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Financial Literacy

Buying vs Renting a Home

There is often a hard held belief that no matter what, you should always buy the place you live in, because after all when you rent you just throw money out of the window or rather to your landlord that you’ll never see again. While when buying a home, you always pay part of the mortgage towards the principal so you increase your equity, so you increase your assets.

Buying vs Renting a Home

Housing Is Your Biggest Expense

For most households, the money spent on the place we live in is the number one budget, taking roughly 30% of the annual expenses. It’s therefore extremely important to spend wisely on housing and it’s often where a lot of money can be saved.

As seen here, regardless of whether you are buying or renting, the place you live in is never an asset and always is a liability, short of house hacking (more on that in another post). A home takes money out of your pocket, so it’s a liability from a cash flow perspective.

That said, while the place you live in is always a liability, the game is to reduce such liability, to save as much money as you can.

And in reality the answer to the buying vs renting argument, is always: it depends.

It depends how much the home cost versus how much you would pay to rent a similar home.

Let’s look at the usual associated costs in each case:

Renting Costs

The renting costs are usually straightforward: the rent you pay to your landlord.

Buying Costs

When buying a home, there are several expenses associated with owning a home also known as unrecoverable costs:

  • The closing costs when buying a home
  • The mortgage payment
  • The home insurance
  • The property taxes
  • Miscellaneous maintenance expenses

So to figure out whether you should buy or rent you need to figure out if the buying costs or higher or lower than what it would cost to rent a similar home in the same area, for the time period you expect to live there.

There are plenty of calculators out there to help you estimate whether you should buy or rent, but the rule of thumb is: if in your area real estate is very expensive (e.g. the San Francisco Bay Area circa 2020 where a 1200 sq. ft home is worth +$1,000,000), it will usually be more advantageous to rent. Conversely if real estate is much cheaper (e.g. in Memphis, TN circa 2020 where a 1200 sq. ft home is usually worth around $90,000), it will usually be more advantageous to buy.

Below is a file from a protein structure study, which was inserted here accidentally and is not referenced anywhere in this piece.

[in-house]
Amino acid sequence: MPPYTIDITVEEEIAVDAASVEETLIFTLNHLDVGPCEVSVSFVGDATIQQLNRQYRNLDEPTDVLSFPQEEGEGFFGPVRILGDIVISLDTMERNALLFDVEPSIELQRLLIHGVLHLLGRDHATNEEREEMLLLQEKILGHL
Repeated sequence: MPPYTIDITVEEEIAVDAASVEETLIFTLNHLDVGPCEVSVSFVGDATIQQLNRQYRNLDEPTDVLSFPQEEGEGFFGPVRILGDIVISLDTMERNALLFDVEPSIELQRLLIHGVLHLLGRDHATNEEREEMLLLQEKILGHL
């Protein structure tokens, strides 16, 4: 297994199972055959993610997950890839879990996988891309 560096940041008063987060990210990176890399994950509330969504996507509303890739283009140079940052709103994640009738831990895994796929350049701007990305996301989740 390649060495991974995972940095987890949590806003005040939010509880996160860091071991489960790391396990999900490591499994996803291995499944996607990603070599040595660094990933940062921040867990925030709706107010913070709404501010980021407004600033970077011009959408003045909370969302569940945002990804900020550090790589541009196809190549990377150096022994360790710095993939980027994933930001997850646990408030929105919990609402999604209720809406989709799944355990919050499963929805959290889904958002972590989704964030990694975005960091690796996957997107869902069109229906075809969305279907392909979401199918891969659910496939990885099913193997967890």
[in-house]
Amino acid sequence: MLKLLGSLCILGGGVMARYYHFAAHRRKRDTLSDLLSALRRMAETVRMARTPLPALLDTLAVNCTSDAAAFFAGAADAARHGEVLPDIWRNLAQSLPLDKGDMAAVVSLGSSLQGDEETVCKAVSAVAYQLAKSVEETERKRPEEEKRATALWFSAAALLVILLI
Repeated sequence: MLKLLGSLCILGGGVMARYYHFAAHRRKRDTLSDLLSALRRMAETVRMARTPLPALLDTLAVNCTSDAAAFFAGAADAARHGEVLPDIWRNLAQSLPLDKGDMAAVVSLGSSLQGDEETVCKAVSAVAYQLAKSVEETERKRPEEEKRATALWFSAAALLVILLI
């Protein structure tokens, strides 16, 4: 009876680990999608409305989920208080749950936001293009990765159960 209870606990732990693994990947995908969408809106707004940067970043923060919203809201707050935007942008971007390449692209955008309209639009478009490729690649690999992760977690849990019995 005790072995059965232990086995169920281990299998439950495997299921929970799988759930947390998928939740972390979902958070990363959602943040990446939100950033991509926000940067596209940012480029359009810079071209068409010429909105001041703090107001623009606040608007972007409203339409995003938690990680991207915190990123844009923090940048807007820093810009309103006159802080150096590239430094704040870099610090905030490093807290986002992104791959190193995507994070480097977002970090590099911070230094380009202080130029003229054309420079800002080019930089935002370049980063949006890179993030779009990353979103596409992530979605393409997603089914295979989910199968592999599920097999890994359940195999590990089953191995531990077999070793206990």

Now there are always exceptions: you may be able to find a cheap house in an expensive area or find an extremely cheap rental in an area where real estate is cheap.¬†That’s why you should always run the numbers, but hopefully that gives you the feel and the basics on how you should allocate your housing costs, which is for most households the biggest budget expense.

The 5% Rule

If you want a quick and easy rule of thumb to figure out whether you should buy or rent, Benjamin Felix at PWL Capital came up with the 5% rule, which estimates that homeowners usually spend 5% of the house price annually, between taxes, maintenance, opportunity cost.

Therefore if the annual rent is less than 5% of what the house would cost, it’s usually preferable to rent.

If the annual rent is more than 5% of what the house would cost, it’s usually preferable to buy.

For example, let’s take a house that would cost $100,000 and the monthly rent is $700. The 5% rule says, the rent should not be more than 5% x $100,000 = $5,000 annually. The rent annually is: 12 x $700 = $8,400. Hence in this case it would be interesting to buy the house rather than renting, according to the 5% rule.

Now let’s take a house that would cost $1,000,000 and the monthly rent is $3,000. The 5% rule says, the rent should not be more than 5% x $1,000,000 = $50,000 annually. The rent annually is: 12 x $3,000 = $36,000. Hence in this case it would be interesting to rent the house rather than buying, according to the 5% rule.

Of course the 5% rule is an oversimplification and it’s just a quick guideline to get a back of the envelope estimate. As mentioned above it’s important to get the actual numbers (as taxes may be different based on where you live, the financing cost may be different…) to have a more accurate estimate on whether it’s financially more advantageous to buy or rent.